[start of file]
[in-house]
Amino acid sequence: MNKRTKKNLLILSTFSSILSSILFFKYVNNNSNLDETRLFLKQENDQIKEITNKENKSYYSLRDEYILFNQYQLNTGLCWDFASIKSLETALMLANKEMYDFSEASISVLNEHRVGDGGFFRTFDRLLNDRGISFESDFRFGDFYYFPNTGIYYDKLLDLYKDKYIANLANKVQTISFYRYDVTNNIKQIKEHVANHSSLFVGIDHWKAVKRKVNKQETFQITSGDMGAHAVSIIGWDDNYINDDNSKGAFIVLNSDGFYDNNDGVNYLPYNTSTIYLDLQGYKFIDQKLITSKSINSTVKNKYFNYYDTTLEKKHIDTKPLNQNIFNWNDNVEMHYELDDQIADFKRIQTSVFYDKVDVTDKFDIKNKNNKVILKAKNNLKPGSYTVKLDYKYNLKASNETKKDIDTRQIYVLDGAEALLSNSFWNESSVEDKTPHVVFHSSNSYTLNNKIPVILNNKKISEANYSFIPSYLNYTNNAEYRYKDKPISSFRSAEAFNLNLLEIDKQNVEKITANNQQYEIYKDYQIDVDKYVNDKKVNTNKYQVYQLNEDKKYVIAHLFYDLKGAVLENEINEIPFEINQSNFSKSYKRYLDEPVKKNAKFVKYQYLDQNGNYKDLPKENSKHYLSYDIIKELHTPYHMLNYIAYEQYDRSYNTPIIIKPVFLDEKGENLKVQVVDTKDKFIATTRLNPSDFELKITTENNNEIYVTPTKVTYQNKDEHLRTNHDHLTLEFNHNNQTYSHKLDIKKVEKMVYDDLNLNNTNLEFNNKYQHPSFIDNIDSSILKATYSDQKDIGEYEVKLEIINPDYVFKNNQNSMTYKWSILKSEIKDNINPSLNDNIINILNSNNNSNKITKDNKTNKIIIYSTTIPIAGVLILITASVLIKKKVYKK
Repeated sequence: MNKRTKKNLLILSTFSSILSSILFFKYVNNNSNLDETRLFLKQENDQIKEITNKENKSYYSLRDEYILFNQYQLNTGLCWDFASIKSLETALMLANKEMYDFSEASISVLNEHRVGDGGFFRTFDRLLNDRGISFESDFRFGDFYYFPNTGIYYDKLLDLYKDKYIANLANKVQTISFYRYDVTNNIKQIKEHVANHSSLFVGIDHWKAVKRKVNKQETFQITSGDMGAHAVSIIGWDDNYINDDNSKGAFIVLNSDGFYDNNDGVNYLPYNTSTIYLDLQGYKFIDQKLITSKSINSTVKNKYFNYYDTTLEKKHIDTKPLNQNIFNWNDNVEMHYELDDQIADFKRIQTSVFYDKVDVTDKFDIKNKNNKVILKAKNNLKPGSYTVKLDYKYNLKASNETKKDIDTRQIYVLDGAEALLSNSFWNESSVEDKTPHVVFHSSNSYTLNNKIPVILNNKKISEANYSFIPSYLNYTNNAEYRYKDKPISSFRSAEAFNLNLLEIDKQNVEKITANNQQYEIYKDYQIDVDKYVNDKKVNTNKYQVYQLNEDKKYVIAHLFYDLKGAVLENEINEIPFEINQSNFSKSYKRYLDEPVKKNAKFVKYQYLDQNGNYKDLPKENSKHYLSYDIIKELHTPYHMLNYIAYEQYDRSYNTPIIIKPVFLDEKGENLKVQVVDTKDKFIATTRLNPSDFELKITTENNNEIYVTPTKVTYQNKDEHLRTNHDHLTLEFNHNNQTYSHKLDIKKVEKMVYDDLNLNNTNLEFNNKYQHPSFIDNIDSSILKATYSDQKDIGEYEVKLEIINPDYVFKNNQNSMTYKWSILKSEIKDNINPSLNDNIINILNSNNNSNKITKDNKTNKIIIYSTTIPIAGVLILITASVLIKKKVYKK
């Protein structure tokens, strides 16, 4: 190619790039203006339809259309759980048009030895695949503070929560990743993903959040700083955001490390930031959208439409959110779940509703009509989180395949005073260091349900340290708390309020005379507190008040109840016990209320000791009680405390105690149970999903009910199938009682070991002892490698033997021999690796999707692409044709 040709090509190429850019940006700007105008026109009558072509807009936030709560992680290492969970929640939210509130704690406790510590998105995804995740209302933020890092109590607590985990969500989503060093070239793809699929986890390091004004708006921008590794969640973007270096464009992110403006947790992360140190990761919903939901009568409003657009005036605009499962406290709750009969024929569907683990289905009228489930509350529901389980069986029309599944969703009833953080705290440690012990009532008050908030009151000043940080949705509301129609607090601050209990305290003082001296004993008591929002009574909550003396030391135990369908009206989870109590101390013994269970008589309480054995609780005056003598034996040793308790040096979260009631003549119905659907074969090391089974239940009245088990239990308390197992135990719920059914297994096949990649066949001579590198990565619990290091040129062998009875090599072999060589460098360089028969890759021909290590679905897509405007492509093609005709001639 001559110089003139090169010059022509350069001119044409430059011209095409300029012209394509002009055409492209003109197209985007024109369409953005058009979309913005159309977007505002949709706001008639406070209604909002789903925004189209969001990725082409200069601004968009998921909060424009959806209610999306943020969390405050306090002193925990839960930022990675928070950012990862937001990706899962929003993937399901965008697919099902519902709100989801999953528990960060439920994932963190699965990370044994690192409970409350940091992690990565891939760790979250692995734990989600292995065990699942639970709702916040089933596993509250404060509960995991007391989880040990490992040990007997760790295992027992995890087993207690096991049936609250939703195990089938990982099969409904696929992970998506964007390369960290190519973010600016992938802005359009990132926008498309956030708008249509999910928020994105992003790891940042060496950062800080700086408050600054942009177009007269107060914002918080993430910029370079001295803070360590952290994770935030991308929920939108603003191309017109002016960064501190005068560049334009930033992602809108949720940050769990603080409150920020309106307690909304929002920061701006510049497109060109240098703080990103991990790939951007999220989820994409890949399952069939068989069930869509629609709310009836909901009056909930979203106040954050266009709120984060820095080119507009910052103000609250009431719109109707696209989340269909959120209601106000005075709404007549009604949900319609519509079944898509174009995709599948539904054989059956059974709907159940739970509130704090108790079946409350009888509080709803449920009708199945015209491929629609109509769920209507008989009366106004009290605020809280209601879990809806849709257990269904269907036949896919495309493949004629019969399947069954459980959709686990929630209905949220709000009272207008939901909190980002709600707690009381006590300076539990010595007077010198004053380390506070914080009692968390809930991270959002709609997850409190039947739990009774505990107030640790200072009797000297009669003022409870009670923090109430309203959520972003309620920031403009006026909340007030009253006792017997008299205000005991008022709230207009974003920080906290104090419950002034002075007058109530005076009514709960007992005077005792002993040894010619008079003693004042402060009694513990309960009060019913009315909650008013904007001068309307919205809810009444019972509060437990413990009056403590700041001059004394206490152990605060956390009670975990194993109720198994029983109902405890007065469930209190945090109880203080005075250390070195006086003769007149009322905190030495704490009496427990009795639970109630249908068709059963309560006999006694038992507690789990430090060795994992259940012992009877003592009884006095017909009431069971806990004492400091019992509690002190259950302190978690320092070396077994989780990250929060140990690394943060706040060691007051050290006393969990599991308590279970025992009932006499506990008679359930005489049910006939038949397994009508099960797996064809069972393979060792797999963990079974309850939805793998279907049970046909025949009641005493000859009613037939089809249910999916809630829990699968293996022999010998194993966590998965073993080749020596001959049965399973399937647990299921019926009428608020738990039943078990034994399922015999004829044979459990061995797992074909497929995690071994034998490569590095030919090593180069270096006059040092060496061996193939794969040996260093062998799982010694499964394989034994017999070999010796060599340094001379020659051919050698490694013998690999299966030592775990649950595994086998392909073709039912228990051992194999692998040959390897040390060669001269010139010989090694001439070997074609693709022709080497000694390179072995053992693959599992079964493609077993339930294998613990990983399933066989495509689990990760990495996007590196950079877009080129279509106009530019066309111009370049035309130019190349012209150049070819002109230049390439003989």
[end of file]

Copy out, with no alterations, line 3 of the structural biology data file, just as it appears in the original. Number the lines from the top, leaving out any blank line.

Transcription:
Repeated sequence: MNKRTKKNLLILSTFSSILSSILFFKYVNNNSNLDETRLFLKQENDQIKEITNKENKSYYSLRDEYILFNQYQLNTGLCWDFASIKSLETALMLANKEMYDFSEASISVLNEHRVGDGGFFRTFDRLLNDRGISFESDFRFGDFYYFPNTGIYYDKLLDLYKDKYIANLANKVQTISFYRYDVTNNIKQIKEHVANHSSLFVGIDHWKAVKRKVNKQETFQITSGDMGAHAVSIIGWDDNYINDDNSKGAFIVLNSDGFYDNNDGVNYLPYNTSTIYLDLQGYKFIDQKLITSKSINSTVKNKYFNYYDTTLEKKHIDTKPLNQNIFNWNDNVEMHYELDDQIADFKRIQTSVFYDKVDVTDKFDIKNKNNKVILKAKNNLKPGSYTVKLDYKYNLKASNETKKDIDTRQIYVLDGAEALLSNSFWNESSVEDKTPHVVFHSSNSYTLNNKIPVILNNKKISEANYSFIPSYLNYTNNAEYRYKDKPISSFRSAEAFNLNLLEIDKQNVEKITANNQQYEIYKDYQIDVDKYVNDKKVNTNKYQVYQLNEDKKYVIAHLFYDLKGAVLENEINEIPFEINQSNFSKSYKRYLDEPVKKNAKFVKYQYLDQNGNYKDLPKENSKHYLSYDIIKELHTPYHMLNYIAYEQYDRSYNTPIIIKPVFLDEKGENLKVQVVDTKDKFIATTRLNPSDFELKITTENNNEIYVTPTKVTYQNKDEHLRTNHDHLTLEFNHNNQTYSHKLDIKKVEKMVYDDLNLNNTNLEFNNKYQHPSFIDNIDSSILKATYSDQKDIGEYEVKLEIINPDYVFKNNQNSMTYKWSILKSEIKDNINPSLNDNIINILNSNNNSNKITKDNKTNKIIIYSTTIPIAGVLILITASVLIKKKVYKK